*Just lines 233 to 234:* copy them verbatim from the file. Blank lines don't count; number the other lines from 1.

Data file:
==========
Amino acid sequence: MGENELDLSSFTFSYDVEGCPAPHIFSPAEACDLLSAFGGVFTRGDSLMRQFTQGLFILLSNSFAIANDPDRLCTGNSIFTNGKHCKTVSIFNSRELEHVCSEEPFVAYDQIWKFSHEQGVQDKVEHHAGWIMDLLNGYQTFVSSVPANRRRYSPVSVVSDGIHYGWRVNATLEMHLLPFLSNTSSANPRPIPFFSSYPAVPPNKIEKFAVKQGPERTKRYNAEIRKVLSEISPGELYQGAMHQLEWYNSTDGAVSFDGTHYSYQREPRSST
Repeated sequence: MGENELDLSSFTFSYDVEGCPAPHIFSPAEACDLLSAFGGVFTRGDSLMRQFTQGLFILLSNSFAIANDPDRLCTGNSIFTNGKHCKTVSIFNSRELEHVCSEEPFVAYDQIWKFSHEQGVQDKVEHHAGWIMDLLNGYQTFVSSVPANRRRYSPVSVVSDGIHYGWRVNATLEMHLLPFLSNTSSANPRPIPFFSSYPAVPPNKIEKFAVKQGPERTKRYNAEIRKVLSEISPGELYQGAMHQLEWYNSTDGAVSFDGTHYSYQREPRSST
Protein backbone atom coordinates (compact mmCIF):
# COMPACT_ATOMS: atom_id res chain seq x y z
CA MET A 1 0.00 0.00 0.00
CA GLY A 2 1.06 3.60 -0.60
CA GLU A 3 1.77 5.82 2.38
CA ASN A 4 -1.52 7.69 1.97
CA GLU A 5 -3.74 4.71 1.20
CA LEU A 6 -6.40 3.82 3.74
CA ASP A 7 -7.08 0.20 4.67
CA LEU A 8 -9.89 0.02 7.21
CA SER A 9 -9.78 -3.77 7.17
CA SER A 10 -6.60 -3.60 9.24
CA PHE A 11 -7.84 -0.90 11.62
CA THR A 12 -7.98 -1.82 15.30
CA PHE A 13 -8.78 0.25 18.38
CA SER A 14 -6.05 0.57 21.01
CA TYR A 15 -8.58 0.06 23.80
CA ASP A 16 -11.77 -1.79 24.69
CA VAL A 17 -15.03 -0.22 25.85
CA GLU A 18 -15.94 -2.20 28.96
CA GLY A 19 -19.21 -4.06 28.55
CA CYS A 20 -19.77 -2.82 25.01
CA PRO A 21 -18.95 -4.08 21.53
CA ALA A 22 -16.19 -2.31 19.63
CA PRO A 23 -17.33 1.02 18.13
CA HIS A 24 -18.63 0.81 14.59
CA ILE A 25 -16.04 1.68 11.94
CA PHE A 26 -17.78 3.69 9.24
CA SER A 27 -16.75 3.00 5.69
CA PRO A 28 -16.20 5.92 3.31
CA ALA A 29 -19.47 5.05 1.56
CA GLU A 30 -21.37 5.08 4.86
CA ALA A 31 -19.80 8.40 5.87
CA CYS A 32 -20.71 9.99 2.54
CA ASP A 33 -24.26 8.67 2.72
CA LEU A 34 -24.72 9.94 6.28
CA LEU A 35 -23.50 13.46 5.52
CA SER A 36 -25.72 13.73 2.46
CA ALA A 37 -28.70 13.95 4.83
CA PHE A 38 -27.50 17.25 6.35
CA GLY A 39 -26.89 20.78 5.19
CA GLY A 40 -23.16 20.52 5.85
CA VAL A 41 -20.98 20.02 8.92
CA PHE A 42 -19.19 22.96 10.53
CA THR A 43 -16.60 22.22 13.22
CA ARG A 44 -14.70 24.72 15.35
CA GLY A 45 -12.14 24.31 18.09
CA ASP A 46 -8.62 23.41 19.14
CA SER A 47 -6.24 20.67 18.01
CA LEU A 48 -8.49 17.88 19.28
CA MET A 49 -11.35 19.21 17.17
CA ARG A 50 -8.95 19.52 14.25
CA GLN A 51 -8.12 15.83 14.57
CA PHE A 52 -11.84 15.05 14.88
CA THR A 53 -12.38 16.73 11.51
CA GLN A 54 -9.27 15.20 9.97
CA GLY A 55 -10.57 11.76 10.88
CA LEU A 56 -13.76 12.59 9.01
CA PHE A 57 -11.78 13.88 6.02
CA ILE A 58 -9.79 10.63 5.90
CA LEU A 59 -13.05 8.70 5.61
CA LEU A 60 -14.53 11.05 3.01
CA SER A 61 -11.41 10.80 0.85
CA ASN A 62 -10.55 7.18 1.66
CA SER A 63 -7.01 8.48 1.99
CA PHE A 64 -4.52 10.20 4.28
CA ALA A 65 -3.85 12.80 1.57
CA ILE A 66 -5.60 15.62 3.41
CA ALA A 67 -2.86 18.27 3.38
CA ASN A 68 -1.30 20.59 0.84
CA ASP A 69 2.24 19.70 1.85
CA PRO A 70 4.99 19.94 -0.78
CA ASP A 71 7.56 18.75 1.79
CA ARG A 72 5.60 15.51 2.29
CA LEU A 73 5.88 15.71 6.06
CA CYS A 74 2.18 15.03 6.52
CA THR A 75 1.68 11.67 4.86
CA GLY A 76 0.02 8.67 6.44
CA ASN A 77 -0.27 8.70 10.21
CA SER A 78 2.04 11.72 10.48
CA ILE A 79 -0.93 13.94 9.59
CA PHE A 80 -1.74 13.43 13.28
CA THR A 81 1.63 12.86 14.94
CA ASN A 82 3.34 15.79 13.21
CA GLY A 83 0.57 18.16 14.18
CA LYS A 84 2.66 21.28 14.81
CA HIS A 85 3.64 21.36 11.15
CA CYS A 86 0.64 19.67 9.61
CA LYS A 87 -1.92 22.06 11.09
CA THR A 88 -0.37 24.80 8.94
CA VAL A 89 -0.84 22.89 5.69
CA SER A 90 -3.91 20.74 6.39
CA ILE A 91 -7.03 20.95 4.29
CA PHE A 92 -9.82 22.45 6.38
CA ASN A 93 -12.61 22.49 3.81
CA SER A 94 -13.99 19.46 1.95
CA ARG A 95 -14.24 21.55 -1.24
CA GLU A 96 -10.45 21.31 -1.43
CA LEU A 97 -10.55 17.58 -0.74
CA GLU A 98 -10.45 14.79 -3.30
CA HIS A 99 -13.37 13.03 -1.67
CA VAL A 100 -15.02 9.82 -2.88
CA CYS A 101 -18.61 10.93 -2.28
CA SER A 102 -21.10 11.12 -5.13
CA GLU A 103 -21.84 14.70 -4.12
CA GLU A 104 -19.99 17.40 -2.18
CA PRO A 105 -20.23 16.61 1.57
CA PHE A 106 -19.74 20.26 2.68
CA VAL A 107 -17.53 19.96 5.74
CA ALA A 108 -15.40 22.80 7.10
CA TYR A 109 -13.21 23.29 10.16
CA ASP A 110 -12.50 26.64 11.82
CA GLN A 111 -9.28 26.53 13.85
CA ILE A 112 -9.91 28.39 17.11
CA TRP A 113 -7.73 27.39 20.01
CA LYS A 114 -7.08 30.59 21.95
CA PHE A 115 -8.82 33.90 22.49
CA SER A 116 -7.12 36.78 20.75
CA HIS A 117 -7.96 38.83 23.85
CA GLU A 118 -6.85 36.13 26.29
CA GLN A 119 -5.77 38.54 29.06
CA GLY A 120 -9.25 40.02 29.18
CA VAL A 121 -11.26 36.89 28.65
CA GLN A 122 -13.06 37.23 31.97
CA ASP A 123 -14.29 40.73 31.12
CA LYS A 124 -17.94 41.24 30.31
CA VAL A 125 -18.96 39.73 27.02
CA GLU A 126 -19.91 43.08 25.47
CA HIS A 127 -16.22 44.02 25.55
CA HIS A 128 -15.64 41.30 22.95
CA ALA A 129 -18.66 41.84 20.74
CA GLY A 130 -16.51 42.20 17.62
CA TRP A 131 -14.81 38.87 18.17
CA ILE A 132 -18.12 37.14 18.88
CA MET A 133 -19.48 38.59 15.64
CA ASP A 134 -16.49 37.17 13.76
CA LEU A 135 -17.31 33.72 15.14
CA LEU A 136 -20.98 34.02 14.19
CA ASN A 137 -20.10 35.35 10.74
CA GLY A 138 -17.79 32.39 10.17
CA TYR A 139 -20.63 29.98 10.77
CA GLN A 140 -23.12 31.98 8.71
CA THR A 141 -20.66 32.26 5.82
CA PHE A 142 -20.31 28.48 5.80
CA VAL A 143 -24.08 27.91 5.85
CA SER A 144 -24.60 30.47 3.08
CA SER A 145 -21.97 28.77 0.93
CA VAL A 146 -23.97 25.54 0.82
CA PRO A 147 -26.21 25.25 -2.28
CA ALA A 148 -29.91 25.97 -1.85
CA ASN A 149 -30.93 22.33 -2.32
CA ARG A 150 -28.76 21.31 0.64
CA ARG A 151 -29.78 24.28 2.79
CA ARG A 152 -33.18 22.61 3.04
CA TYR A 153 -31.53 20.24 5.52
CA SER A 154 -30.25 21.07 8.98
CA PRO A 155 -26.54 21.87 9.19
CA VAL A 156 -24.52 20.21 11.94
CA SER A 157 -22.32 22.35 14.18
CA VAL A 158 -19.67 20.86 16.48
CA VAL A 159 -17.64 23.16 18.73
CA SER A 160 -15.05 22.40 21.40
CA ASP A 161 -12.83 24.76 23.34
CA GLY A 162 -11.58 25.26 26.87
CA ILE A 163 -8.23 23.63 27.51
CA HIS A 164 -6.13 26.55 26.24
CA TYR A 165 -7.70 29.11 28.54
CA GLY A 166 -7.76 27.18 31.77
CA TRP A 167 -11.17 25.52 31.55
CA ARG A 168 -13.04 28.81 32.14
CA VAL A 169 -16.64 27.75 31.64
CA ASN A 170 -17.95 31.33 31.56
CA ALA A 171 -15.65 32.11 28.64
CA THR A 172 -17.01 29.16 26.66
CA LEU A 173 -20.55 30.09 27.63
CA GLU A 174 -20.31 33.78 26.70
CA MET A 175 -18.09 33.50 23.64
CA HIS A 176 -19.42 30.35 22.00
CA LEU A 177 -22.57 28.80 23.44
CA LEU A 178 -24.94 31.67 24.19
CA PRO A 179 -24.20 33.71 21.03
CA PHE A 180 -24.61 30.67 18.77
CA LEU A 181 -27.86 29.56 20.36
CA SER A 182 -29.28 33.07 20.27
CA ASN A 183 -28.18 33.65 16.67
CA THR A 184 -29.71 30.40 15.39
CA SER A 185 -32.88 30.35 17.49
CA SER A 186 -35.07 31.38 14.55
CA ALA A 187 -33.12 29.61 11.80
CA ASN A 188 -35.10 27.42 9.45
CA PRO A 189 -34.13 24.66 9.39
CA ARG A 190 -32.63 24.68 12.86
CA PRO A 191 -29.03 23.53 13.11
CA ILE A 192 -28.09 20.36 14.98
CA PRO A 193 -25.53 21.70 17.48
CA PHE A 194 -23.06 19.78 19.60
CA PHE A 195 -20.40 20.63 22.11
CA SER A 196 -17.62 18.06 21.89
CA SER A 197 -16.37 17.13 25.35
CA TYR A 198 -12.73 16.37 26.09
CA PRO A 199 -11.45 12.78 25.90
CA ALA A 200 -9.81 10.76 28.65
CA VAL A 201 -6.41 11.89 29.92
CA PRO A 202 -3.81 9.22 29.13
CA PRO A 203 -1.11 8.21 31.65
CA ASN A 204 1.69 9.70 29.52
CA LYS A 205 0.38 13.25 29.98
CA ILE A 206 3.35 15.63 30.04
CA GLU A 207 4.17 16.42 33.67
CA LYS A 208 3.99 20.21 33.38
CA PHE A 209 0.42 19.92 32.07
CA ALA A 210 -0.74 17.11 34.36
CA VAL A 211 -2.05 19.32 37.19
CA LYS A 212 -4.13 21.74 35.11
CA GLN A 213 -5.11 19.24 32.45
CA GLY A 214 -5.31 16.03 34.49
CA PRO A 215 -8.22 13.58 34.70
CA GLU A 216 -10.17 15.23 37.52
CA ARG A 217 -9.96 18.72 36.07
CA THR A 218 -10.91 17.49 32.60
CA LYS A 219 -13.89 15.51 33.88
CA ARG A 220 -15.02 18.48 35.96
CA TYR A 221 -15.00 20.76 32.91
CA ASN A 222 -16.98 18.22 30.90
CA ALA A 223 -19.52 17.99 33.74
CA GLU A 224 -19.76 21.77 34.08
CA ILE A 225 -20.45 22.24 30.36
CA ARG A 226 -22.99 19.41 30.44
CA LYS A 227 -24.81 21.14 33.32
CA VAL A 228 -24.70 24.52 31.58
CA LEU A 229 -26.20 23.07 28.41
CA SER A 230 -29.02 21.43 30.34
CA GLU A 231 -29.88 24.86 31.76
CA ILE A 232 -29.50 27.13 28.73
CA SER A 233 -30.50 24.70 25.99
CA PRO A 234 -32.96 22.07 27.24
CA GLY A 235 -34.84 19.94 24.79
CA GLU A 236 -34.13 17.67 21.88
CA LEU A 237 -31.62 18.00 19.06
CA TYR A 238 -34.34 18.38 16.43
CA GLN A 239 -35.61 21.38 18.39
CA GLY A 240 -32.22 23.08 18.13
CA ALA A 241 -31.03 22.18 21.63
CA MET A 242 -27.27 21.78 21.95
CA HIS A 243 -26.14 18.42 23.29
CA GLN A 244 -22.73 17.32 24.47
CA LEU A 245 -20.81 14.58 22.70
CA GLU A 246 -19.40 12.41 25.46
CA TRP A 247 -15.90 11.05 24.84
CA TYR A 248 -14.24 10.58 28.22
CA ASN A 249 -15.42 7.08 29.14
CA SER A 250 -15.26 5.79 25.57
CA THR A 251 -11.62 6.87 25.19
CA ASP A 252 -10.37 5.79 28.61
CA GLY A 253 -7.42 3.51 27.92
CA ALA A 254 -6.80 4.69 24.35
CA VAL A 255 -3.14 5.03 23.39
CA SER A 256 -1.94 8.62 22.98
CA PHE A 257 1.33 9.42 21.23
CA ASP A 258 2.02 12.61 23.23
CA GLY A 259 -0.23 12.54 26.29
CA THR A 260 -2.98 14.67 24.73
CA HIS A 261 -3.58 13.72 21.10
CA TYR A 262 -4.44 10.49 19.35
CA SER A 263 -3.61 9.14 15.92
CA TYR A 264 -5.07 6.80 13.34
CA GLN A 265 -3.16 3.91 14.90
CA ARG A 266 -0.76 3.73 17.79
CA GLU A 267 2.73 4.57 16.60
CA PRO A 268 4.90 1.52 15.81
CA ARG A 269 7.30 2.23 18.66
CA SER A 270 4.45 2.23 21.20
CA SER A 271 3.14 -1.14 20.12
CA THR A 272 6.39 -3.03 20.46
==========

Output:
CA LEU A 229 -26.20 23.07 28.41
CA SER A 230 -29.02 21.43 30.34